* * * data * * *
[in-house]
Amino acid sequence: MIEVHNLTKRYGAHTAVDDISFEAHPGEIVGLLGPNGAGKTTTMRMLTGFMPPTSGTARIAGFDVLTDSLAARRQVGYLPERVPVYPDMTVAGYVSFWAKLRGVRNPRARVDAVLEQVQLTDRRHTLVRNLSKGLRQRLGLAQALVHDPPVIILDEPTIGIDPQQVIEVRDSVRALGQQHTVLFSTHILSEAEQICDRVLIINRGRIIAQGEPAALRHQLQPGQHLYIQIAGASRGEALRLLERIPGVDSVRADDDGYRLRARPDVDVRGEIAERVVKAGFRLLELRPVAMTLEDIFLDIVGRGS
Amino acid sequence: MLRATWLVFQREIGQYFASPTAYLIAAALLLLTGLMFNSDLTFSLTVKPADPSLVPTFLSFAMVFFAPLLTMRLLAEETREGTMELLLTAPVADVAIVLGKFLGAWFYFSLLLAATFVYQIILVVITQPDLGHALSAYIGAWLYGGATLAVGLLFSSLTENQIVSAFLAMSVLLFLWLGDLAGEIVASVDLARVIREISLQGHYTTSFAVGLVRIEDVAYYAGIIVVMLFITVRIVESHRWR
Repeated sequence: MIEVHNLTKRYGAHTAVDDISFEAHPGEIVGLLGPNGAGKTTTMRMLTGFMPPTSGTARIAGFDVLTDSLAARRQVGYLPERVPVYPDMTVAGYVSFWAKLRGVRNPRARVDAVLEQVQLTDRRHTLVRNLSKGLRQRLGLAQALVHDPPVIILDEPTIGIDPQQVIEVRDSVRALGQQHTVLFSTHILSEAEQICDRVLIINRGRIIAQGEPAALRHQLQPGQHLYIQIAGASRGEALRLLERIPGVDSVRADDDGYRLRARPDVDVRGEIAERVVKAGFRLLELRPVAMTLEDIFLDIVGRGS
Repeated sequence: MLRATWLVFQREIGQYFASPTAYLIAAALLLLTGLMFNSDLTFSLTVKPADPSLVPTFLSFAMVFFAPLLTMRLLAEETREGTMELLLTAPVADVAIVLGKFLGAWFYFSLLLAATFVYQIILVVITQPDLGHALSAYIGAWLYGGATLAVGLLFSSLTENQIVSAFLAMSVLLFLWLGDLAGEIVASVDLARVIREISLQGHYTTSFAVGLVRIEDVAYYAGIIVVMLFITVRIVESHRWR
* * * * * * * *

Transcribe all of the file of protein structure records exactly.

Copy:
[in-house]
Amino acid sequence: MIEVHNLTKRYGAHTAVDDISFEAHPGEIVGLLGPNGAGKTTTMRMLTGFMPPTSGTARIAGFDVLTDSLAARRQVGYLPERVPVYPDMTVAGYVSFWAKLRGVRNPRARVDAVLEQVQLTDRRHTLVRNLSKGLRQRLGLAQALVHDPPVIILDEPTIGIDPQQVIEVRDSVRALGQQHTVLFSTHILSEAEQICDRVLIINRGRIIAQGEPAALRHQLQPGQHLYIQIAGASRGEALRLLERIPGVDSVRADDDGYRLRARPDVDVRGEIAERVVKAGFRLLELRPVAMTLEDIFLDIVGRGS
Amino acid sequence: MLRATWLVFQREIGQYFASPTAYLIAAALLLLTGLMFNSDLTFSLTVKPADPSLVPTFLSFAMVFFAPLLTMRLLAEETREGTMELLLTAPVADVAIVLGKFLGAWFYFSLLLAATFVYQIILVVITQPDLGHALSAYIGAWLYGGATLAVGLLFSSLTENQIVSAFLAMSVLLFLWLGDLAGEIVASVDLARVIREISLQGHYTTSFAVGLVRIEDVAYYAGIIVVMLFITVRIVESHRWR
Repeated sequence: MIEVHNLTKRYGAHTAVDDISFEAHPGEIVGLLGPNGAGKTTTMRMLTGFMPPTSGTARIAGFDVLTDSLAARRQVGYLPERVPVYPDMTVAGYVSFWAKLRGVRNPRARVDAVLEQVQLTDRRHTLVRNLSKGLRQRLGLAQALVHDPPVIILDEPTIGIDPQQVIEVRDSVRALGQQHTVLFSTHILSEAEQICDRVLIINRGRIIAQGEPAALRHQLQPGQHLYIQIAGASRGEALRLLERIPGVDSVRADDDGYRLRARPDVDVRGEIAERVVKAGFRLLELRPVAMTLEDIFLDIVGRGS
Repeated sequence: MLRATWLVFQREIGQYFASPTAYLIAAALLLLTGLMFNSDLTFSLTVKPADPSLVPTFLSFAMVFFAPLLTMRLLAEETREGTMELLLTAPVADVAIVLGKFLGAWFYFSLLLAATFVYQIILVVITQPDLGHALSAYIGAWLYGGATLAVGLLFSSLTENQIVSAFLAMSVLLFLWLGDLAGEIVASVDLARVIREISLQGHYTTSFAVGLVRIEDVAYYAGIIVVMLFITVRIVESHRWR